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Demise of Public Services

by billhoult on 17 September, 2014

The referendum in Scotland seemed to have been going on for ever but it did highlight the understandable dislike by the Scottish people of always being ruled by a Westminster parliament they did not vote for. Added to that is the worry over the increasing privatisation of public services which they value highly.

Should We All Worry?

Indeed we should have concerns about this when we are constantly being told that privatisation of what many of us think are public services (Post Offices, BT, Water Companies, Electricity Companies  Council housing etc.) is good. The claim is that they will be more efficient, better for the Country and subject to the “free wind of invigorating competition”.

This all pales when we discover that as an example major chunks of our Electricity Companies, including a viable coal power station sold off by Margaret Thatcher have been purchased by the French state owned Company “Electricite de France”, a sort of reverse privatisation.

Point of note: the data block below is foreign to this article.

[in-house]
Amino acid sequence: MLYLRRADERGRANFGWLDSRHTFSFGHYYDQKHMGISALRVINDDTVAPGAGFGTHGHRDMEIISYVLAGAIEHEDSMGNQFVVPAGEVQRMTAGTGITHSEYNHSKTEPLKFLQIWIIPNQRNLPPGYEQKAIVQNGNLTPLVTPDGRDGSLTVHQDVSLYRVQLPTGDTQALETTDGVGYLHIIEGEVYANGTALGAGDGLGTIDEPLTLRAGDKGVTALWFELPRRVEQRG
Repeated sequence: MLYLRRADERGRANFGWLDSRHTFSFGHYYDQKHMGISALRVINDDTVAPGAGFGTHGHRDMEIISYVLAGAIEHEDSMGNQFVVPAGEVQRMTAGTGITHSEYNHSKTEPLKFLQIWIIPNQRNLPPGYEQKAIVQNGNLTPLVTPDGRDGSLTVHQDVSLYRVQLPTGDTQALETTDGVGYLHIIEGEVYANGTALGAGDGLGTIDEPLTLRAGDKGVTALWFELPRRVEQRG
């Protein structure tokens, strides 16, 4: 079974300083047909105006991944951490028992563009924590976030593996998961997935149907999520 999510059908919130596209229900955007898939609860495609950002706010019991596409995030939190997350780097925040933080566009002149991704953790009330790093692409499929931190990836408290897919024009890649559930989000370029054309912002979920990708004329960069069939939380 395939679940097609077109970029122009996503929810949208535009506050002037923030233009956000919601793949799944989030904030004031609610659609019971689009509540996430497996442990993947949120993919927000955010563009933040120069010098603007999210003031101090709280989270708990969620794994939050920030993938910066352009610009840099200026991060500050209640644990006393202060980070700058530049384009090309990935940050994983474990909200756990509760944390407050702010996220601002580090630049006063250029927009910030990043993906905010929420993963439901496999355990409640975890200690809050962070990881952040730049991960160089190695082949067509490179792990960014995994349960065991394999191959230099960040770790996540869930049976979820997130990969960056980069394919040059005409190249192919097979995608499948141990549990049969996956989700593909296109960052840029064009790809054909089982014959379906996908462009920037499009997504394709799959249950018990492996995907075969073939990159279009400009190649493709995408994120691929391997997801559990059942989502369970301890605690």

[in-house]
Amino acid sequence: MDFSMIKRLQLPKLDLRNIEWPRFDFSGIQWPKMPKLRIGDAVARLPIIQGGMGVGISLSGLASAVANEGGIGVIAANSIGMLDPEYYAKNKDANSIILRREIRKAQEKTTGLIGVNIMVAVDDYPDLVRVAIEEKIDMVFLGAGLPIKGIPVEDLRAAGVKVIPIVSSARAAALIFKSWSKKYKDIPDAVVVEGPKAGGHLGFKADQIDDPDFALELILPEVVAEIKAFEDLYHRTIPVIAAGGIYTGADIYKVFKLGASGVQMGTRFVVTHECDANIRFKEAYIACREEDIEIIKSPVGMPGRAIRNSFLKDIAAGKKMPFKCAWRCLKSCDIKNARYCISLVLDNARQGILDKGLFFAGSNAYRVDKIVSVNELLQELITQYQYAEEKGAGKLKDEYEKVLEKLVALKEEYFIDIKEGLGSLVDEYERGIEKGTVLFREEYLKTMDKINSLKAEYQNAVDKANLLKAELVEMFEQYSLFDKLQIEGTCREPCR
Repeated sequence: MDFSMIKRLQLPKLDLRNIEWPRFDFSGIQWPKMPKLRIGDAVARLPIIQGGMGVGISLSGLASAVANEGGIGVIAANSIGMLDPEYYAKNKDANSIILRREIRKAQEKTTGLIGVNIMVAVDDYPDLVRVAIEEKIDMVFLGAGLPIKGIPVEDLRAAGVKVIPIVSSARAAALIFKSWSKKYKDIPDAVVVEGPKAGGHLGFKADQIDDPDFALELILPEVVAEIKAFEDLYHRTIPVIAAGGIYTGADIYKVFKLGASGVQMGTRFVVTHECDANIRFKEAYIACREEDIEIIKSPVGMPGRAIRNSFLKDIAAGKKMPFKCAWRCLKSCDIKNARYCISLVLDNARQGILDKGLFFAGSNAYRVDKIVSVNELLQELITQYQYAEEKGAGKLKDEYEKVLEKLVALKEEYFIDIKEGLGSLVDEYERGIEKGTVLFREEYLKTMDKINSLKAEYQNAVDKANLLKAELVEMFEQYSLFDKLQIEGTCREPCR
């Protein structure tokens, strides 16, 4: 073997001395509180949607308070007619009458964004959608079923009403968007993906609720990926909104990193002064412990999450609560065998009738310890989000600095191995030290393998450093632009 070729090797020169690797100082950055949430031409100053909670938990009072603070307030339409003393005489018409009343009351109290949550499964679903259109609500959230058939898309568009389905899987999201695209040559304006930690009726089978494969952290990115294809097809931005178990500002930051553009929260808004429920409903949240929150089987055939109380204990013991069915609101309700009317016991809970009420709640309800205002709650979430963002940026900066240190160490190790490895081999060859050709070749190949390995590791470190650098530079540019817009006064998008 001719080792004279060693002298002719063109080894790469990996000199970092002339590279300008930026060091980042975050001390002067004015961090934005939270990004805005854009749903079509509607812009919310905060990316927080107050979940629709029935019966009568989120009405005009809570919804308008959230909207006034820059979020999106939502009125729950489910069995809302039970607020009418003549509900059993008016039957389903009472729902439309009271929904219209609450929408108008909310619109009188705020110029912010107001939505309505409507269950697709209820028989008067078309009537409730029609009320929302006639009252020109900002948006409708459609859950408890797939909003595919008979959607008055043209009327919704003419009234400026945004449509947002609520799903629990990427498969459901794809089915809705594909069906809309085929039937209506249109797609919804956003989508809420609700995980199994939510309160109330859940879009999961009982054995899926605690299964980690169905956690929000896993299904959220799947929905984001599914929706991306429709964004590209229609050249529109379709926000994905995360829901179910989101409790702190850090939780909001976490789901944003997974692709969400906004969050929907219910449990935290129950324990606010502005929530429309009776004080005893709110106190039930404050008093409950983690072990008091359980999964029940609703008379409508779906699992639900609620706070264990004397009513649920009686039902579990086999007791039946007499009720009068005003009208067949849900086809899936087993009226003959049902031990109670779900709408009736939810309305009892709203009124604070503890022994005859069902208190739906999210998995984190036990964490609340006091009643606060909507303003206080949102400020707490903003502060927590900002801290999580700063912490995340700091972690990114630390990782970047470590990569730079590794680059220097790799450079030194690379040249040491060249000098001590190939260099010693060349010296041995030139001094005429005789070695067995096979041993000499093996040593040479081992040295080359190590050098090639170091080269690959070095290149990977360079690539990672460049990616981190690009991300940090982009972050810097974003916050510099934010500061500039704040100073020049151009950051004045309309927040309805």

The closure of Kellingley colliery in North Yorkshire is not because of a lack of need for coal but that we are importing cheap coal from other countries. We see other companies now in private hands setting up their operations in complex ways to avoid paying tax to the Countries that they are supposed to serve. When large private Companies like the Banks fail and almost bring the economy to its knees they arrogantly call on the taxpayer to provide a bail out so they can keep their annual bonuses. Is it a surprise that people having lost control of their public services feel helpless, let down, ripped off and disillusioned? It is time that we re-balanced our economy so that the state retains a controlling interest in all the services that a civilised country believe are essential for its residents.

Disclosure Esssential

A good start would be for  all Companies contracted by public bodies to provide services whether it be highways, waste control, IT etc. be required to open their books in regard to the service provided for public scrutiny and not hide behind the screen of commercial confidentiality.

Bill Hoult

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